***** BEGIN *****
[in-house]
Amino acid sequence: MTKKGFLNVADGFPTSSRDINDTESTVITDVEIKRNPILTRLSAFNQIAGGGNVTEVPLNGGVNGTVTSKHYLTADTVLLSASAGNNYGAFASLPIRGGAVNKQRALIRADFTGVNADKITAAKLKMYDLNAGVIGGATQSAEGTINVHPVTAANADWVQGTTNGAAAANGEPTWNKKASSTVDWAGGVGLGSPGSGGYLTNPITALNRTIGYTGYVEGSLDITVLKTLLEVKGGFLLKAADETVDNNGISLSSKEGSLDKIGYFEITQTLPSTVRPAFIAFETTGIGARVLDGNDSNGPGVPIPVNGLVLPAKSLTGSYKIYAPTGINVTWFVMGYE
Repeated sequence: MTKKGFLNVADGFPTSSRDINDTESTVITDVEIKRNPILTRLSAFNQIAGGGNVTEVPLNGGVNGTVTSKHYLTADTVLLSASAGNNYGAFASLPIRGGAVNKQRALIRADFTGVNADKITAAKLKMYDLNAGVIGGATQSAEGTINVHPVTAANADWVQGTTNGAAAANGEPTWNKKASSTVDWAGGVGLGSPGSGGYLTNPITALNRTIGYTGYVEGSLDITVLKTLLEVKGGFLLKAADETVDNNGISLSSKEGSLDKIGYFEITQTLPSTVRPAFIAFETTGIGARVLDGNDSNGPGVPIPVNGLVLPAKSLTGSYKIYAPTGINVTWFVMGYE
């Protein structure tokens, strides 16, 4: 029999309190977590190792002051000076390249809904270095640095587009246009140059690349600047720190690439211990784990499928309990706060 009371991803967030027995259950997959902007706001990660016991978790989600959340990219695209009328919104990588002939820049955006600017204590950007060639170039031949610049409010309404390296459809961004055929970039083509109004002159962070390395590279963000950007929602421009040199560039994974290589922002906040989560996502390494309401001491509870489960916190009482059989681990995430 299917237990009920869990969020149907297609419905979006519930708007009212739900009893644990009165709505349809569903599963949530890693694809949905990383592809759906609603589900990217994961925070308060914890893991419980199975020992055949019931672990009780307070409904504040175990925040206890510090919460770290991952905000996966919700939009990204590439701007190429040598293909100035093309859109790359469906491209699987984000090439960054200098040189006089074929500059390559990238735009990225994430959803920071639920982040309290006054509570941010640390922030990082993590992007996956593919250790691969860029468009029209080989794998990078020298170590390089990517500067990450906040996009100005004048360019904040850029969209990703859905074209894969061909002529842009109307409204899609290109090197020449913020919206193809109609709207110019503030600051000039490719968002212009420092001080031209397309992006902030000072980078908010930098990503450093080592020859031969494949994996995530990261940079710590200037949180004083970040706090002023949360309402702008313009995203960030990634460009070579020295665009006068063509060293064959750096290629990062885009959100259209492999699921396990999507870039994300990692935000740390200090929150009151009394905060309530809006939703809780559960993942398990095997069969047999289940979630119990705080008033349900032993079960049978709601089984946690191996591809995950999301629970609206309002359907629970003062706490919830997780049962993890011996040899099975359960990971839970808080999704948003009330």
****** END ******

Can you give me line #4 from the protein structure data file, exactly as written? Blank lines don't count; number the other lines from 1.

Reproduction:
């Protein structure tokens, strides 16, 4: 029999309190977590190792002051000076390249809904270095640095587009246009140059690349600047720190690439211990784990499928309990706060 009371991803967030027995259950997959902007706001990660016991978790989600959340990219695209009328919104990588002939820049955006600017204590950007060639170039031949610049409010309404390296459809961004055929970039083509109004002159962070390395590279963000950007929602421009040199560039994974290589922002906040989560996502390494309401001491509870489960916190009482059989681990995430 299917237990009920869990969020149907297609419905979006519930708007009212739900009893644990009165709505349809569903599963949530890693694809949905990383592809759906609603589900990217994961925070308060914890893991419980199975020992055949019931672990009780307070409904504040175990925040206890510090919460770290991952905000996966919700939009990204590439701007190429040598293909100035093309859109790359469906491209699987984000090439960054200098040189006089074929500059390559990238735009990225994430959803920071639920982040309290006054509570941010640390922030990082993590992007996956593919250790691969860029468009029209080989794998990078020298170590390089990517500067990450906040996009100005004048360019904040850029969209990703859905074209894969061909002529842009109307409204899609290109090197020449913020919206193809109609709207110019503030600051000039490719968002212009420092001080031209397309992006902030000072980078908010930098990503450093080592020859031969494949994996995530990261940079710590200037949180004083970040706090002023949360309402702008313009995203960030990634460009070579020295665009006068063509060293064959750096290629990062885009959100259209492999699921396990999507870039994300990692935000740390200090929150009151009394905060309530809006939703809780559960993942398990095997069969047999289940979630119990705080008033349900032993079960049978709601089984946690191996591809995950999301629970609206309002359907629970003062706490919830997780049962993890011996040899099975359960990971839970808080999704948003009330």